Regarding the early history of the Dinkard there exists a detailed statement in the last chapter of its third book, which can now be translated with greater precision than was possible in 1867, when Haug published its Pahlavi text, with an English translation, in his introduction to the Farhang-i Oîm-aêvak, or Zand-Pahlavi Glossary. In this historical statement it is evident that §§ 1-8 refer to the traditional history of the Zoroastrian scriptures generally, considered as the original source of the information contained in the Dinkard; but §§ 9-13 may be accepted as the actual history of the compilation of the work itself, the facts of which may, very possibly, have all been within the personal knowledge of the writer of the statement. The Pahlavi text of this statement, as preserved in the manuscripts B and K (see pp. xxxv-xxxviii and 2), may be translated as follows:

1. About the Dinkard scripture (nipîk), from the Exposition of the Good Religion, there is this: The Dinkard scripture is a work which is adorned with all wisdom, and a publication of the Mazda-worshipping religion.

2. And, first, the work— which was derived from the good religion of those of the primitive faith, and which was the knowledge revealing the good religion of the prophet (vakhshvar) Spîtâmân Zaratûst, whose guardian spirit is reverenced, and his first disciple through asking and hearing the sane reverenced guardian spirit— is information which is a similitude of enlightenment on every subject from the original light.

3. And those original questions and the decision of the exalted ruler Kaî-Vistâsp to have them written were its origin, and he ordered them to deliver the original to the treasury of Shapîgânand to distribute copies provided.

4. And, after that, he sends a copy to the fortress of documents, to keep the information also there.

5. And during the ruin that happened to the country of Irân, and in the monarchy, owing to the evil-destined villain Alexander, that which was in the fortress of documents came to be burnt, and that in the treasury of Shapîgâninto the hands of the Arûmans, and was translated by him even into the Greek language, as information which was connected with the ancients (min pêsînîgân padvastakŏ).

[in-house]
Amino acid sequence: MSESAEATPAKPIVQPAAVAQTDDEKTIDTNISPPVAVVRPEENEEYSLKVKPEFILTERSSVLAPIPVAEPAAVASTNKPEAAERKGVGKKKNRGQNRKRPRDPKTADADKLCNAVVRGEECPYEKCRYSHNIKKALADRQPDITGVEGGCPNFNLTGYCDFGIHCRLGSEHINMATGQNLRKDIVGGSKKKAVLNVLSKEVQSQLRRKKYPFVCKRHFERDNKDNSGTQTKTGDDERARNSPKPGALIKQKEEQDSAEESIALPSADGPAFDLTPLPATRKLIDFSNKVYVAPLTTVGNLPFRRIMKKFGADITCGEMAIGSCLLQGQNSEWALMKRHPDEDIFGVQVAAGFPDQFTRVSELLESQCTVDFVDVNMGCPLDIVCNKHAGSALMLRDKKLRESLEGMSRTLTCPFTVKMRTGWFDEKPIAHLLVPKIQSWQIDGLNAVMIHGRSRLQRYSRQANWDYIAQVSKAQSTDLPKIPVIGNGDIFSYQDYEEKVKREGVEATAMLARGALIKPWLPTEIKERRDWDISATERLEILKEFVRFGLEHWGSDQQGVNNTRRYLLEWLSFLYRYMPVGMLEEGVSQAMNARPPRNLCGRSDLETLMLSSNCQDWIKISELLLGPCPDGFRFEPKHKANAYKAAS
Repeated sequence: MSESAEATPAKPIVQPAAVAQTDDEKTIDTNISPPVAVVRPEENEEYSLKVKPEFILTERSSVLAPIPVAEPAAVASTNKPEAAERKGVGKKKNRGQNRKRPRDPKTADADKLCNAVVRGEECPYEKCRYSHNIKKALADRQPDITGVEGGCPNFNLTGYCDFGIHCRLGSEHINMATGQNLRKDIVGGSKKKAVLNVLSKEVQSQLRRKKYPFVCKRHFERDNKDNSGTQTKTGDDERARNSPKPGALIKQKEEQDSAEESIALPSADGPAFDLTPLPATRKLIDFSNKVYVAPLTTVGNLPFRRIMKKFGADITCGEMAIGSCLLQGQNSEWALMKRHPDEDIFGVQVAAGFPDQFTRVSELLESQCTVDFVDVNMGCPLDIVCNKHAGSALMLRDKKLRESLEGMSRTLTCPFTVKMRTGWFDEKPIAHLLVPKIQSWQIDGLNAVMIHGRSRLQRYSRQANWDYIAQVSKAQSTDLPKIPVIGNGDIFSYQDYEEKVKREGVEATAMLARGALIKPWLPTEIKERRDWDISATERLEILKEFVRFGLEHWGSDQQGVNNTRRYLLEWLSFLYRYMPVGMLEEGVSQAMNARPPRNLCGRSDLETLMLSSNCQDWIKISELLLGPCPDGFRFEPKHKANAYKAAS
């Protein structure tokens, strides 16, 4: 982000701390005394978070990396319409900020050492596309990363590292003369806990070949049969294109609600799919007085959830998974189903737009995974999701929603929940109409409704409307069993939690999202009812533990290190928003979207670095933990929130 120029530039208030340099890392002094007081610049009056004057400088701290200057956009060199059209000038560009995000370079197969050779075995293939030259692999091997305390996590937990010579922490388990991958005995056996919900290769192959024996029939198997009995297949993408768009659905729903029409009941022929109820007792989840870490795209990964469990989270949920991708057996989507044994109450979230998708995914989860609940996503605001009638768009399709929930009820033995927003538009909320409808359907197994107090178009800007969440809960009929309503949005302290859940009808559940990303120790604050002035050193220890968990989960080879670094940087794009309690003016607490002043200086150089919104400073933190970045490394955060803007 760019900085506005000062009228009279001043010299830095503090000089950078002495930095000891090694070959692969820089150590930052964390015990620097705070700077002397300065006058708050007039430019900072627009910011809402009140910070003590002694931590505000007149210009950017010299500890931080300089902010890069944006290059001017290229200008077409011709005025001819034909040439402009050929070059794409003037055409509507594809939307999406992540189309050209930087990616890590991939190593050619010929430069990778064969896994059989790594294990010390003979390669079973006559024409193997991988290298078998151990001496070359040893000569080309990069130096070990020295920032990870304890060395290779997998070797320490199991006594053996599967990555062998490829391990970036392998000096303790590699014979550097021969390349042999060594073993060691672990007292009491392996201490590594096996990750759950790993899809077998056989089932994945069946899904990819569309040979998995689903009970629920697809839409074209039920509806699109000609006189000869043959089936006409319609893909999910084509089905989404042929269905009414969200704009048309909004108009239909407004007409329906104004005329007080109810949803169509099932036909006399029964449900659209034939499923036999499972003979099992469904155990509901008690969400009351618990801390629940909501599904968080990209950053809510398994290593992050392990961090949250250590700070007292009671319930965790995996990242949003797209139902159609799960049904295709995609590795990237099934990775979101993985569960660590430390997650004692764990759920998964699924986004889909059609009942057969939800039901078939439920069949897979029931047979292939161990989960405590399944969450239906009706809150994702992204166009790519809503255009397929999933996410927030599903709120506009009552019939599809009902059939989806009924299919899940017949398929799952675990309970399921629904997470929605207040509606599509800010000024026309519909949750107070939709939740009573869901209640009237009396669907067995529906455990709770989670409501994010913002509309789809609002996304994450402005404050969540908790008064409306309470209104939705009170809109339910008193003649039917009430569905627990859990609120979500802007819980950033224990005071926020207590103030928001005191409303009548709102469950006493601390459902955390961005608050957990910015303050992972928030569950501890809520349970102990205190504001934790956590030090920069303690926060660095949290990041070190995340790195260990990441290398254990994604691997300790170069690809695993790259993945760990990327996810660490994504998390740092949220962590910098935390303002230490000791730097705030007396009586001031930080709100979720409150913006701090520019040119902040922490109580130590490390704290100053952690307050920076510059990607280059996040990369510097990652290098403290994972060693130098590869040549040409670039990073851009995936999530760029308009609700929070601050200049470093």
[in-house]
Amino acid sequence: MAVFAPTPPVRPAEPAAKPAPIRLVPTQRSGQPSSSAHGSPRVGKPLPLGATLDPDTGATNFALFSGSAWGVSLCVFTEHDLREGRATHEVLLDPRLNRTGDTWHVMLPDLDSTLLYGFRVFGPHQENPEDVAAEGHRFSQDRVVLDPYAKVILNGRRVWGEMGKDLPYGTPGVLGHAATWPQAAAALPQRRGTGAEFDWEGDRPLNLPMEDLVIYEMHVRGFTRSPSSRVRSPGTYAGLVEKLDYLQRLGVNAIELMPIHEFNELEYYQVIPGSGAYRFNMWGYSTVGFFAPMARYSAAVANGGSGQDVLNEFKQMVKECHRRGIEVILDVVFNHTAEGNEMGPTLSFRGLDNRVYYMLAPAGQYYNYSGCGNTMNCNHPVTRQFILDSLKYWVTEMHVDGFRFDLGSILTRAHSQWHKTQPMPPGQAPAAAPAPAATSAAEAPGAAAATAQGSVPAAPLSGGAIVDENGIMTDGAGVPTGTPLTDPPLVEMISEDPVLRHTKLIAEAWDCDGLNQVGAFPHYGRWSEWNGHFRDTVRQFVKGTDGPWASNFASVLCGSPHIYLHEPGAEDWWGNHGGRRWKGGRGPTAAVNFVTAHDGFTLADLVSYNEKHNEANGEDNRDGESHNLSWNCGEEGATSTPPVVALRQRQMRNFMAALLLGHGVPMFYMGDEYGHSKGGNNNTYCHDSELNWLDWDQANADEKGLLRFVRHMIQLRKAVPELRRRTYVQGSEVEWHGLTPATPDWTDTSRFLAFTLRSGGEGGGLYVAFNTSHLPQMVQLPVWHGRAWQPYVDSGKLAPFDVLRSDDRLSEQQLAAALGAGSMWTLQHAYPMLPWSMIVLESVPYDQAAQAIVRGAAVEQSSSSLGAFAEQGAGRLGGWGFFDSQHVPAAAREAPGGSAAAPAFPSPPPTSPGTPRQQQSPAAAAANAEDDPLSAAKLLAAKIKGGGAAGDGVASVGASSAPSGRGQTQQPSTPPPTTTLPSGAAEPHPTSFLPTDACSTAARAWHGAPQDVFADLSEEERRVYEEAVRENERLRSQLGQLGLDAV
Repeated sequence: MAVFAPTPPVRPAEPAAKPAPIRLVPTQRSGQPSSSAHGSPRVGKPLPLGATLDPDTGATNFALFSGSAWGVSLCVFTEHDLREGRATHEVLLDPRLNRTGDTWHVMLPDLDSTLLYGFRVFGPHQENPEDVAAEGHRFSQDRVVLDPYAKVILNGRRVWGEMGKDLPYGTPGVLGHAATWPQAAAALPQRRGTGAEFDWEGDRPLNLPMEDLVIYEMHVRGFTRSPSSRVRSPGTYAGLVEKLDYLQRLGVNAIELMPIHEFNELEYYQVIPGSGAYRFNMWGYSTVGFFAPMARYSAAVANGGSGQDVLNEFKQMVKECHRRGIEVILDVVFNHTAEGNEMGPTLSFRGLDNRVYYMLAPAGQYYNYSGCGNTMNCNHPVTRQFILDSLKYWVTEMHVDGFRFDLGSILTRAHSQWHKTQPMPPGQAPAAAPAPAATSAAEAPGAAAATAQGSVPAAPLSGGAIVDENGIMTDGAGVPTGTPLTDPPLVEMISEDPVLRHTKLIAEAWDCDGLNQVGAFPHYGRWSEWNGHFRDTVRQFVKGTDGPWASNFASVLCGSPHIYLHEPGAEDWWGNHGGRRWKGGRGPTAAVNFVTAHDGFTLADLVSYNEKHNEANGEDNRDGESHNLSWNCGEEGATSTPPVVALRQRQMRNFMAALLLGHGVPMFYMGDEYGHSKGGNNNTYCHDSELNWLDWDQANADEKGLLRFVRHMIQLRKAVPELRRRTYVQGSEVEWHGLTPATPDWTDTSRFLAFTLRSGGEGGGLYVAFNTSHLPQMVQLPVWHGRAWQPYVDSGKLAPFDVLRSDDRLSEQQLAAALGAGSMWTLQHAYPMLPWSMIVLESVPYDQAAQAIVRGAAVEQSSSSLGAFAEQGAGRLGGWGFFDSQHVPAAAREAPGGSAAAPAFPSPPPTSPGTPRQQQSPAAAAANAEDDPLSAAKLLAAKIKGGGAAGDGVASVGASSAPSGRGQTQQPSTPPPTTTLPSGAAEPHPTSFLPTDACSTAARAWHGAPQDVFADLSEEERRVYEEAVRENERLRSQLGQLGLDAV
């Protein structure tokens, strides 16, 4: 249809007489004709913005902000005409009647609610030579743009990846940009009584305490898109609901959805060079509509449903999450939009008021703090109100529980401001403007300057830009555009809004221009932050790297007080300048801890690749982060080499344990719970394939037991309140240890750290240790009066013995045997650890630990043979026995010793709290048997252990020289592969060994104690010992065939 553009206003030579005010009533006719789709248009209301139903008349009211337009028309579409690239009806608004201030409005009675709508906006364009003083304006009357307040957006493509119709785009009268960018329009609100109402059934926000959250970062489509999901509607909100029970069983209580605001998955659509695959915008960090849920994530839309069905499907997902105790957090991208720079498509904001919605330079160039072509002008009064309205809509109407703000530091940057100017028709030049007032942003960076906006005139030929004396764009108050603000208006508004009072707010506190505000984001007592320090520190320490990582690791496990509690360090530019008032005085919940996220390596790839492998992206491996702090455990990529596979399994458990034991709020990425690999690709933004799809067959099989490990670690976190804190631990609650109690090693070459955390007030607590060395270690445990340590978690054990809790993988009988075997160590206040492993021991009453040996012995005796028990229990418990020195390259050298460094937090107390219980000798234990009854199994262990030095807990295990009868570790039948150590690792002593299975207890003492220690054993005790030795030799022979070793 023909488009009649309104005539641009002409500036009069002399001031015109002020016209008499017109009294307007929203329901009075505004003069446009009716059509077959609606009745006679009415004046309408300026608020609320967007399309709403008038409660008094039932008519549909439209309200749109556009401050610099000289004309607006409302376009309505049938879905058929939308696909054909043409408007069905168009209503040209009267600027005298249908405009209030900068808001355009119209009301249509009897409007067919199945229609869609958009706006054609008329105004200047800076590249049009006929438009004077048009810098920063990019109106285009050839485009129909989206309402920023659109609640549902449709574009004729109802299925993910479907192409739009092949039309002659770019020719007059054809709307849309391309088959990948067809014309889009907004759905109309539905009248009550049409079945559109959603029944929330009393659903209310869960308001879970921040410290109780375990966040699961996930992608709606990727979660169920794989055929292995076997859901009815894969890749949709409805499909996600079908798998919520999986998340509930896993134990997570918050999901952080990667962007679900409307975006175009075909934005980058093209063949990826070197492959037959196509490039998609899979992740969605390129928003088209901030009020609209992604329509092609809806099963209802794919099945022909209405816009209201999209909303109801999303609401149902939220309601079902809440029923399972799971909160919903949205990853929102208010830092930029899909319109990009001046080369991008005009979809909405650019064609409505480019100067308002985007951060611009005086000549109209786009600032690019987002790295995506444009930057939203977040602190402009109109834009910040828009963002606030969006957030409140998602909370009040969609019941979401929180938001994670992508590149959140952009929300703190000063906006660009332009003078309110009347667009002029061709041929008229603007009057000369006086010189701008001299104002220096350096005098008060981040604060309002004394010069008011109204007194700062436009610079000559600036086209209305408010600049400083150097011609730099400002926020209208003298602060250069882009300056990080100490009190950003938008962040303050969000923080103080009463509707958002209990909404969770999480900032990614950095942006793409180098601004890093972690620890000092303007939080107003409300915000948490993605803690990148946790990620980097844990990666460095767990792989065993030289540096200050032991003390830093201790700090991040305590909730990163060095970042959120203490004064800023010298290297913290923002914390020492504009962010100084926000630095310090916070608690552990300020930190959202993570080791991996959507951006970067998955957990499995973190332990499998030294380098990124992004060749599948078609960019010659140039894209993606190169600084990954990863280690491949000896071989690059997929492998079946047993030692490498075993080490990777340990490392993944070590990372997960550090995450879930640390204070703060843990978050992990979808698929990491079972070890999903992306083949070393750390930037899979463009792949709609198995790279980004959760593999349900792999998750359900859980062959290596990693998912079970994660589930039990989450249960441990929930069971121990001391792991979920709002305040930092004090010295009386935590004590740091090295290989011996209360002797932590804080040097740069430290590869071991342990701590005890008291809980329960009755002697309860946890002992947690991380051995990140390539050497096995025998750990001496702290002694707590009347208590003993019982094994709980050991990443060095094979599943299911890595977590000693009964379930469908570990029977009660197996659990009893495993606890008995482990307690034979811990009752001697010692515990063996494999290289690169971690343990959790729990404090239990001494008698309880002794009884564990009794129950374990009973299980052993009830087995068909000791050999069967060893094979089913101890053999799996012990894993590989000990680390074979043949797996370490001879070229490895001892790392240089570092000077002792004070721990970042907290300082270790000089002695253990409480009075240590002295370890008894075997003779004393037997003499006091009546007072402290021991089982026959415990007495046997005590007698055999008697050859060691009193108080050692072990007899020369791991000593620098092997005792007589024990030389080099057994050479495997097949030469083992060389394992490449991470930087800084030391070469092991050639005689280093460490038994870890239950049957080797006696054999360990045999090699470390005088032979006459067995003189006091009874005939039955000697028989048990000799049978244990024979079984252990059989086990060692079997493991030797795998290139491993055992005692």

6. And that Artakhshatar, king of kings, who was son of Pâpak, came for the restoration of the monarchy of Irân, and the same scripture was brought from a scattered state to one place.

7. The righteous Tôsar of the primitive faith, who was the priest of priestsappeared with an exposition recovered from the Avesta, and was ordered to complete the scripture from that exposition.

8. He did so accordingly (ham-gûnakŏ), to preserve a similitude of the splendour of the original enlightenment in the treasury of Shapîgânand was ordered to distribute copies of the information provided.

9. And after the ruin and devastation that came from the Arabs, even to the archives (dîvân) and treasures of the realm, the saintlyÂtûr-farnbag, son of Farukhŏ-zâd, who became the leader of the orthodox, brought those copies, which were scattered on all sides, and new resources, back from dispersion into union with the archives of his residence; and, through observance and consideration for the Avesta and Zand of the good religion, he made the sayings of those of the primitive faith again a similitude of the illumination (fîrôkŏ) from that splendour.